Most of you have probably been in a conversation with clients or colleagues where they profess to like the concept of user reviews and comments but don’t want to enable that for their websites for fear of negative responses. You then say that the users are already talking about your brand anyway whether you approve of it or not, and that it’s better to join the conversation (whether positive or negative) then to simply ignore it. Well, with Google SideWiki, users will be able to comment on any page of your site whether you like it or not. Heck, even your competitors can join in. With Google sharing the API for this, who knows what other type of content will be developed.
Comments has become increasingly dynamic as an online social discourse. It’s something that has taken place in the back alley, but has evolved to become a charged terrain in the social web landscape. This is where the lively and passionate discussions take place, and in many occassions, has taken a life of its own than what the original article, question or proposition intended. The coming of J-S Echo (which turns static pages into live streams of comments, tweets, diggs and more) and Google SideWiki are examples of comments asserting its place in the foreground of the social web landscape.
What does this mean for users? A shift of a large part of website ownership from soley corporations/organisations to consumers. The ability to leave useful information for the next user to find; to affirm or challenge any product / brand proposition; to make the content of your site richer; to direct the conversation according to what’s important for them. Naturally, not every user will leave relevant comments. Jeremiah Owyang advices Google to make sure that content created in this sidebar “… look more like Wikipedia than YouTube comments.”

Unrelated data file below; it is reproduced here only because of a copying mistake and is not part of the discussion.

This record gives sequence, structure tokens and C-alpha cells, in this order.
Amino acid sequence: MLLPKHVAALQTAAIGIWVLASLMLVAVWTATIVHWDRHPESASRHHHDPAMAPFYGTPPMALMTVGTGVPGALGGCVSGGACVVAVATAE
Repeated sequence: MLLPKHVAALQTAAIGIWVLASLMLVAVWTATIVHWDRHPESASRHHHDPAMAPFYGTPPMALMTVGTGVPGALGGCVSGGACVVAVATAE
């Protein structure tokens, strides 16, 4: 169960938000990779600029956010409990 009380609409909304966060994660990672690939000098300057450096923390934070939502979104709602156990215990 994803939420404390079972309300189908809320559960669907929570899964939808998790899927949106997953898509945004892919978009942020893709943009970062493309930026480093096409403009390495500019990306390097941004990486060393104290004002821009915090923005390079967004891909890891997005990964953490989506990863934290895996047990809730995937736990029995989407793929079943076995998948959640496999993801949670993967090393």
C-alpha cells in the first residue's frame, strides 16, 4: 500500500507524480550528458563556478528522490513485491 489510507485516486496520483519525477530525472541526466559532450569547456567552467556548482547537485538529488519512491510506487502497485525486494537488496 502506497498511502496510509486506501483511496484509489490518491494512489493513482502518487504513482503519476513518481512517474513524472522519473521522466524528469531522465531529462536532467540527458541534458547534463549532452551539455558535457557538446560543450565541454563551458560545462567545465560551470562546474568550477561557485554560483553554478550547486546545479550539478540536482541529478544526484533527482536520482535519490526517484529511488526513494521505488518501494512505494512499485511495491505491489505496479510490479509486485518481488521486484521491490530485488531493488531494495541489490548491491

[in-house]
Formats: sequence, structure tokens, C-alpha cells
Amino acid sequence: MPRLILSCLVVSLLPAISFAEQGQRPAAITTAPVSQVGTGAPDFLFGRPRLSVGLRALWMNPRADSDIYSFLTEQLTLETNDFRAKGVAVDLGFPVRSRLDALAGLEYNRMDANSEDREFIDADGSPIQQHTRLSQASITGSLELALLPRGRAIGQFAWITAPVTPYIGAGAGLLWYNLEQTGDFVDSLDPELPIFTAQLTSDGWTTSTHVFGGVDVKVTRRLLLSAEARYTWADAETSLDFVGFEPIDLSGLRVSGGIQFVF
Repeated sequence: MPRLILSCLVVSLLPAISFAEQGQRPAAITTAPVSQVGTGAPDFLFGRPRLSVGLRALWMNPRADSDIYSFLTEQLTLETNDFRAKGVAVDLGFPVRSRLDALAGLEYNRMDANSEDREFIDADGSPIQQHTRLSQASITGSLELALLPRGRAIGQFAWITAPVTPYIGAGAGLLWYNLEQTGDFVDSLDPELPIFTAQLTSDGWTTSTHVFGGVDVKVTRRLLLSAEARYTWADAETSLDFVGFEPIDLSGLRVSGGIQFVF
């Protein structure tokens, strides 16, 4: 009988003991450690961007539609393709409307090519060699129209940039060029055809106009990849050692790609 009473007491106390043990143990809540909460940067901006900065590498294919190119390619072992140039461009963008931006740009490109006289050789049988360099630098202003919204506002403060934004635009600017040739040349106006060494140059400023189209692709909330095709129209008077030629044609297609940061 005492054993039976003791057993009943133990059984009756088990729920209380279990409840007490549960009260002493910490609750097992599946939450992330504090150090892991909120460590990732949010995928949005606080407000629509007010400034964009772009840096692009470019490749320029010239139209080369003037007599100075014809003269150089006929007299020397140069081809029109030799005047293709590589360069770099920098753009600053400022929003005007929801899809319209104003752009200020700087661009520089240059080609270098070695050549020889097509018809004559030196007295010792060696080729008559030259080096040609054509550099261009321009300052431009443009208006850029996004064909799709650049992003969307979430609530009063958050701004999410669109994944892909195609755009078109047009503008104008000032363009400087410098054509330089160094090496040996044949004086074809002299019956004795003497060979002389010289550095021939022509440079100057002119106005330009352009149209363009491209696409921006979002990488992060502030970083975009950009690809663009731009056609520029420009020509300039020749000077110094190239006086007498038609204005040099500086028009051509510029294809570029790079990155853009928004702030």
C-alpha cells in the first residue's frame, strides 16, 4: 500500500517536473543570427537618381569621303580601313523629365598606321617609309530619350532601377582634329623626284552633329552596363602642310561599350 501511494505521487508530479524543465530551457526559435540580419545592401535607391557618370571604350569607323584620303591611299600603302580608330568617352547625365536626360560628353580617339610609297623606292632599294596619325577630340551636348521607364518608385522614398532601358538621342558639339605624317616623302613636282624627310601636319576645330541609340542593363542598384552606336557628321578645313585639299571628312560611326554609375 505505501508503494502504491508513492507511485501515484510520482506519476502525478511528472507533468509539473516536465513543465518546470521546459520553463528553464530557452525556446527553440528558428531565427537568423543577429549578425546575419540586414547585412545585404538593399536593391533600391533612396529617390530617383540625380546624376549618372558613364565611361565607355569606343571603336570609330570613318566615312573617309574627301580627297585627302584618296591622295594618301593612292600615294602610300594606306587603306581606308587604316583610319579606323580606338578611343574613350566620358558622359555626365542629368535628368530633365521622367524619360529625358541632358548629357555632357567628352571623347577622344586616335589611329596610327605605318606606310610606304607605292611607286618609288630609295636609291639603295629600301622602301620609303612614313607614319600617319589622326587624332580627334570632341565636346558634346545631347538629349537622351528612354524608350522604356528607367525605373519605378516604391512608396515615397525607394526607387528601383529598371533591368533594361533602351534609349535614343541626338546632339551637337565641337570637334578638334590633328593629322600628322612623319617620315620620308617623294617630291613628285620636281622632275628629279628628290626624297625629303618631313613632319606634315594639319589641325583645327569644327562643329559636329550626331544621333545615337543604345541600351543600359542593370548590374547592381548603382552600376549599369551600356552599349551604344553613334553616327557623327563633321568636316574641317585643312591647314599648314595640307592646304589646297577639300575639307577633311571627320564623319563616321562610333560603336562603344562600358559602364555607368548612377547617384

What does this mean for corporations? Less control over the message of you site. You say one thing and users might say the opposite. Or they can agree and verify your claims and raise your trustworthiness levels. They can go on and discuss by themselves and help each other out if your site doesn’t provide the info that they need (thereby excluding you in the conversation). Competitors might even contradict you directly or offer alternatives linking to their own sites. Your site will change to become less of a coporate / company website and more of a social conversation platform for questions, feedback, and ideas. Will you be a co-owner of this new social platform?
1. Doing the basics right is more important than ever. Users don’t only have the option to talk about you on their blogs or tweets, but they can take their opinions right to your doorstep and into your home. So make sure you have the usability and design basics right like logical info structure and clear user journeys, interesting content, good design, a clear proposition.
2. Whereas conversations have turned outward from your website with the proliferation of social tools, the SideWiki may potentially be one way of getting you back in the centre of these conversations. To leverage this potential, you need solid social strategy.
The need to develop social strategy is now more important than ever. It was never about the tools to begin with, but the impact of these social technologies on your organisation. Coversations will take place right inside your homes. How can you be the perfect host? How can you listen attentively, surface relevant points, take negative comments in stride, present your side of the story, win the crowd’s favour or at the very least, make them listen to what you’re saying? Your organisation needs to be prepared to accomodate this change: to have the means to converse, aggregate this kind of content, anlayse it, feed it back to your product/service life cycles, and act on it.